Mountcastle starting to find his groove

May 8th, 2021

For more than a month, the Orioles have searched for ways to get going, moving the rookie up and down the lineup and between two defensive positions and designated hitter duty with regularity. The goal has been to help Mountcastle swing his way out of his funk at the plate, but the results, thus far at least, have been mixed. But that might be beginning to change.

Mountcastle’s first three-hit game of the season was one of the few highlights of the Orioles’ soggy loss to the Red Sox on Friday night, when they suffered a 6-2 defeat at Camden Yards in their return to the field for the first time since John Means’ no-hitter Wednesday in Seattle. Crisp and clutch in support of Means’ historic feat, the O’s were sunk by their defense and lack of situational hitting behind an inefficient Matt Harvey, who fell victim to four unearned runs after sitting through a one-hour, 38-minute rain delay.

“We just didn’t play our best baseball tonight,” manager Brandon Hyde said. “Tonight wasn’t our best night on the bases and defensively, and that cost us. We had a lot of baserunners, just didn’t get the big hit. We didn’t drive in a ton of runs tonight.”

Providing half the offense was Mountcastle, whose opposite-field solo home run off Hirokazu Sawamura in the sixth was his second of the season and his first in 23 games since the Orioles’ April 8 home opener. By the end of April, Mountcastle was hitting below the Mendoza Line, prompting speculation he might benefit from a stint at the team’s alternate training site in Bowie, Md., or at Triple-A Norfolk. His struggles, Hyde said at the time, were the kind the club preferred Mountcastle work through at the big league level.

Slowly but surely, Mountcastle seems to be doing that. He also singled twice Friday and has hit safely in 10 of 13 games. He is 7-for-22 in May.

“I like when Ryan hits the ball the other way, no doubt about that,” Hyde said. “He has so much power over there, he just needs to trust it. He is going to pull plenty of homers. When he has that middle-of-the-field approach, he’s really dangerous, and you saw that tonight.”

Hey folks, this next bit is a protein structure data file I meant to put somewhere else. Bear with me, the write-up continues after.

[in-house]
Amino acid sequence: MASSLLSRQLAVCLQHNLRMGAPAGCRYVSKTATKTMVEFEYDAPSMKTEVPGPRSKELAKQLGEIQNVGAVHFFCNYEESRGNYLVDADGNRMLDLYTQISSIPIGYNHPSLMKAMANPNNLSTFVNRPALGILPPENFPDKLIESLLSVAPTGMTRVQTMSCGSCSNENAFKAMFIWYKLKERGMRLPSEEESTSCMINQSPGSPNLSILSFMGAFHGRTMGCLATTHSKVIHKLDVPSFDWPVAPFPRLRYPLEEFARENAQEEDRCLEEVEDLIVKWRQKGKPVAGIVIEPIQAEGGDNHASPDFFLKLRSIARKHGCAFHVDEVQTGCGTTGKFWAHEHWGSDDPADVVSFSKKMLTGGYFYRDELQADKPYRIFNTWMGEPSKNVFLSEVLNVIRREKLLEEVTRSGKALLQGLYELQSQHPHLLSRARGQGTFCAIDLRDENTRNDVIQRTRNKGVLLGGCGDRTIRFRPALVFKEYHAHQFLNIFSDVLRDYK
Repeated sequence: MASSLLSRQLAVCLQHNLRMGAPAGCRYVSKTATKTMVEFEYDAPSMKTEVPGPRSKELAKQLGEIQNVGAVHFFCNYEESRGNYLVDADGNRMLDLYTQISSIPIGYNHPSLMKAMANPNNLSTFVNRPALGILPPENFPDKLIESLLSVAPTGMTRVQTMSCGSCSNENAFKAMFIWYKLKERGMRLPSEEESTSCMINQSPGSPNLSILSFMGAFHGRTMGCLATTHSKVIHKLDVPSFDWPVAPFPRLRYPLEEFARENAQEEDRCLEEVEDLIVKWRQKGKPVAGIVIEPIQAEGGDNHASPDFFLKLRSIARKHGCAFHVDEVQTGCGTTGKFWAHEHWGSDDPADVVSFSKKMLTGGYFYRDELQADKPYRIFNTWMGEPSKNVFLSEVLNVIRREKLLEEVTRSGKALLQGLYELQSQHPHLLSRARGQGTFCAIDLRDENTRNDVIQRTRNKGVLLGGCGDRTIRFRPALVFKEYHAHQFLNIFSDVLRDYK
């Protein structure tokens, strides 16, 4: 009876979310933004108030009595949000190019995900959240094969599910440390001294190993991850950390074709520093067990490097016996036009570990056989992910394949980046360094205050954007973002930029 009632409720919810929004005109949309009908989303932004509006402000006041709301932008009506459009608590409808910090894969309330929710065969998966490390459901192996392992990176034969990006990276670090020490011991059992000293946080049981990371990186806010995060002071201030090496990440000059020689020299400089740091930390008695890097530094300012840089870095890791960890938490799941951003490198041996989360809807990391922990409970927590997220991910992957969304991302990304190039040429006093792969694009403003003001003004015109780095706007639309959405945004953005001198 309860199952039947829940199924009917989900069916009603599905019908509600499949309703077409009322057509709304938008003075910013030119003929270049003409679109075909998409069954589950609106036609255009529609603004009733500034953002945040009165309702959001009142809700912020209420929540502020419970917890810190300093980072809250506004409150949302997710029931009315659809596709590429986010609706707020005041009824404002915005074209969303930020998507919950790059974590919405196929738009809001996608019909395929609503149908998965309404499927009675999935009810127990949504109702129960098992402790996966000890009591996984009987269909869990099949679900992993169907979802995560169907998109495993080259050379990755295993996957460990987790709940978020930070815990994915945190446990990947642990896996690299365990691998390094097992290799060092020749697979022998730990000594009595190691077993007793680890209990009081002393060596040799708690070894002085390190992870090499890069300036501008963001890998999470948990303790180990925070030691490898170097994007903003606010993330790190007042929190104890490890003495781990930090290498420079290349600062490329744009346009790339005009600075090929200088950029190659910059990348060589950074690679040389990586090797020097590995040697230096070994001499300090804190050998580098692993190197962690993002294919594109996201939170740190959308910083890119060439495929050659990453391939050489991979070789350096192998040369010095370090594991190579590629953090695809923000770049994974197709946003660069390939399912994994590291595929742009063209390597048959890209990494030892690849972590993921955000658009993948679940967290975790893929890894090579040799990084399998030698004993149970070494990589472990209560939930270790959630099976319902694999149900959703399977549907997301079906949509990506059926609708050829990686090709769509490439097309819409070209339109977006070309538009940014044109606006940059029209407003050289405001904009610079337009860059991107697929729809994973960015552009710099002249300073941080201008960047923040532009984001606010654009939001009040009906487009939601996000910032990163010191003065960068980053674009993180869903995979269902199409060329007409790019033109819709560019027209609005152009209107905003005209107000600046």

That became an uncommon sight in the early going, with Mountcastle posting higher pull rates and lower contact rates than during his 35-game big league cameo last season, when he hit .333 with an .878 OPS. If that changes, it won’t be long before Mountcastle rejoins the top of the Orioles’ order, which, when clicking, can be potent.

The O’s first run Friday provided another example, resulting from Cedric Mullins’ double, Austin Hays’ walk and Trey Mancini’s RBI single off winning pitcher Eduardo Rodriguez. Hays finished with three hits and the walk, and he added a near homer-robbing catch at the left-center-field wall in the ninth.

Mullins’ breakout has been well-documented, and Mancini (hitting .310 in his past 14 games) continues to heat up after a sluggish start. Hays has thrived since moving into the No. 2 hole between them two weeks ago, posting an OPS north of .900 in that span. Adding a locked-in Mountcastle to that mix would be a boon to an offense that ranks near the bottom of the American League in runs, on-base percentage and hitting with runners in scoring position.